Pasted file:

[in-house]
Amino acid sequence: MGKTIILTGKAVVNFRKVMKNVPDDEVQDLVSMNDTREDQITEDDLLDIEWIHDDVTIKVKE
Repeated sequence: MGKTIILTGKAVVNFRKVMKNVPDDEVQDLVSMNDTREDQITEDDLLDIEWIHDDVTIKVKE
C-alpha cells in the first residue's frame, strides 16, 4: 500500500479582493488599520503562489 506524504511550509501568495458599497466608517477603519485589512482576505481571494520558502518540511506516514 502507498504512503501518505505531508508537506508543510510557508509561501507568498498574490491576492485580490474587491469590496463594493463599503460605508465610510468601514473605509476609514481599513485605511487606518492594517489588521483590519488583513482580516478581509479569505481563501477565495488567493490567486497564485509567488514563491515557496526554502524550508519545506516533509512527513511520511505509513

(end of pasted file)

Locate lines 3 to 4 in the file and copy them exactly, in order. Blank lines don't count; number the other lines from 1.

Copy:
Repeated sequence: MGKTIILTGKAVVNFRKVMKNVPDDEVQDLVSMNDTREDQITEDDLLDIEWIHDDVTIKVKE
C-alpha cells in the first residue's frame, strides 16, 4: 500500500479582493488599520503562489 506524504511550509501568495458599497466608517477603519485589512482576505481571494520558502518540511506516514 502507498504512503501518505505531508508537506508543510510557508509561501507568498498574490491576492485580490474587491469590496463594493463599503460605508465610510468601514473605509476609514481599513485605511487606518492594517489588521483590519488583513482580516478581509479569505481563501477565495488567493490567486497564485509567488514563491515557496526554502524550508519545506516533509512527513511520511505509513